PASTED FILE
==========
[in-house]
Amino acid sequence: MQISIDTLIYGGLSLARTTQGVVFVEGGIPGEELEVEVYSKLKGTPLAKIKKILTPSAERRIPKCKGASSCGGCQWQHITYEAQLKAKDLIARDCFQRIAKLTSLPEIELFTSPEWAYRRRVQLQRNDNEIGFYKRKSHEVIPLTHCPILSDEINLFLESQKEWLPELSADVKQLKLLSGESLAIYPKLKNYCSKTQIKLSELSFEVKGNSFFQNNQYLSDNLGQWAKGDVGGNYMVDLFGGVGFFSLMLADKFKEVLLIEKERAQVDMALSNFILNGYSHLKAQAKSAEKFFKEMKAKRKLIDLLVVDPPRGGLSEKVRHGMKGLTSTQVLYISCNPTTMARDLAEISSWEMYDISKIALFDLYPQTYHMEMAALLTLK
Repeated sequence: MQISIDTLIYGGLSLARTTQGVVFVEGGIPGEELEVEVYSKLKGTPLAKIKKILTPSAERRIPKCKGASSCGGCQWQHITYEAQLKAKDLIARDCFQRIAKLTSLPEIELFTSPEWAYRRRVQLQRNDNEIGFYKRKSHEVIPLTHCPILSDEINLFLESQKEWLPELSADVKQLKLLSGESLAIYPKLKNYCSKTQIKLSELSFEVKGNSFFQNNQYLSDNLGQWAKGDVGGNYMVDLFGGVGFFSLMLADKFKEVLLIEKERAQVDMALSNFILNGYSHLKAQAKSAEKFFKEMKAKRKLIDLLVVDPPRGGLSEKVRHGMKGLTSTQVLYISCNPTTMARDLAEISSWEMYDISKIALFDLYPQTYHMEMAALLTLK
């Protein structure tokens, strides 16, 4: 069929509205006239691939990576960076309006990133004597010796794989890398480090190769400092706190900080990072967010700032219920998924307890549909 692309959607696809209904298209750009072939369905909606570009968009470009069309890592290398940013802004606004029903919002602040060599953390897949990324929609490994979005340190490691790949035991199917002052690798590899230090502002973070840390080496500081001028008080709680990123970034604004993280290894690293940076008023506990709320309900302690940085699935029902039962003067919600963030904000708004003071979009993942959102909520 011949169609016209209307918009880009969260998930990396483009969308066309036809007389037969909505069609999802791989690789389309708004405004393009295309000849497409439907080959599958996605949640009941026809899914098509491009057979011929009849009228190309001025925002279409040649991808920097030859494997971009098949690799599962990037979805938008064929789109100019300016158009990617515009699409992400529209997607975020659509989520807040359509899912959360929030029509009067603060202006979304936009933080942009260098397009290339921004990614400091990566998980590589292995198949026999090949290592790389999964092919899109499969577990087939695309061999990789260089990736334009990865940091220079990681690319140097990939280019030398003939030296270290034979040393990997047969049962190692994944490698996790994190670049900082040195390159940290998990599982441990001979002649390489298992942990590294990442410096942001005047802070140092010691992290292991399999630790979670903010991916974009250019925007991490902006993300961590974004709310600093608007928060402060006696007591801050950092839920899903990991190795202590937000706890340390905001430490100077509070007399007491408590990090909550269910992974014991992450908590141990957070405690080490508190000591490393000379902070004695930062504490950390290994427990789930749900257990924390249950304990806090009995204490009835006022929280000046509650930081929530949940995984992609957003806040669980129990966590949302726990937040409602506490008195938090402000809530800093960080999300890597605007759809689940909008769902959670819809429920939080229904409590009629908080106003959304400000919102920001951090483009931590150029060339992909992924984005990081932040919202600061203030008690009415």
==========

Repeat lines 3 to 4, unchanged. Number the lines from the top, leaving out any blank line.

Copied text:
Repeated sequence: MQISIDTLIYGGLSLARTTQGVVFVEGGIPGEELEVEVYSKLKGTPLAKIKKILTPSAERRIPKCKGASSCGGCQWQHITYEAQLKAKDLIARDCFQRIAKLTSLPEIELFTSPEWAYRRRVQLQRNDNEIGFYKRKSHEVIPLTHCPILSDEINLFLESQKEWLPELSADVKQLKLLSGESLAIYPKLKNYCSKTQIKLSELSFEVKGNSFFQNNQYLSDNLGQWAKGDVGGNYMVDLFGGVGFFSLMLADKFKEVLLIEKERAQVDMALSNFILNGYSHLKAQAKSAEKFFKEMKAKRKLIDLLVVDPPRGGLSEKVRHGMKGLTSTQVLYISCNPTTMARDLAEISSWEMYDISKIALFDLYPQTYHMEMAALLTLK
């Protein structure tokens, strides 16, 4: 069929509205006239691939990576960076309006990133004597010796794989890398480090190769400092706190900080990072967010700032219920998924307890549909 692309959607696809209904298209750009072939369905909606570009968009470009069309890592290398940013802004606004029903919002602040060599953390897949990324929609490994979005340190490691790949035991199917002052690798590899230090502002973070840390080496500081001028008080709680990123970034604004993280290894690293940076008023506990709320309900302690940085699935029902039962003067919600963030904000708004003071979009993942959102909520 011949169609016209209307918009880009969260998930990396483009969308066309036809007389037969909505069609999802791989690789389309708004405004393009295309000849497409439907080959599958996605949640009941026809899914098509491009057979011929009849009228190309001025925002279409040649991808920097030859494997971009098949690799599962990037979805938008064929789109100019300016158009990617515009699409992400529209997607975020659509989520807040359509899912959360929030029509009067603060202006979304936009933080942009260098397009290339921004990614400091990566998980590589292995198949026999090949290592790389999964092919899109499969577990087939695309061999990789260089990736334009990865940091220079990681690319140097990939280019030398003939030296270290034979040393990997047969049962190692994944490698996790994190670049900082040195390159940290998990599982441990001979002649390489298992942990590294990442410096942001005047802070140092010691992290292991399999630790979670903010991916974009250019925007991490902006993300961590974004709310600093608007928060402060006696007591801050950092839920899903990991190795202590937000706890340390905001430490100077509070007399007491408590990090909550269910992974014991992450908590141990957070405690080490508190000591490393000379902070004695930062504490950390290994427990789930749900257990924390249950304990806090009995204490009835006022929280000046509650930081929530949940995984992609957003806040669980129990966590949302726990937040409602506490008195938090402000809530800093960080999300890597605007759809689940909008769902959670819809429920939080229904409590009629908080106003959304400000919102920001951090483009931590150029060339992909992924984005990081932040919202600061203030008690009415």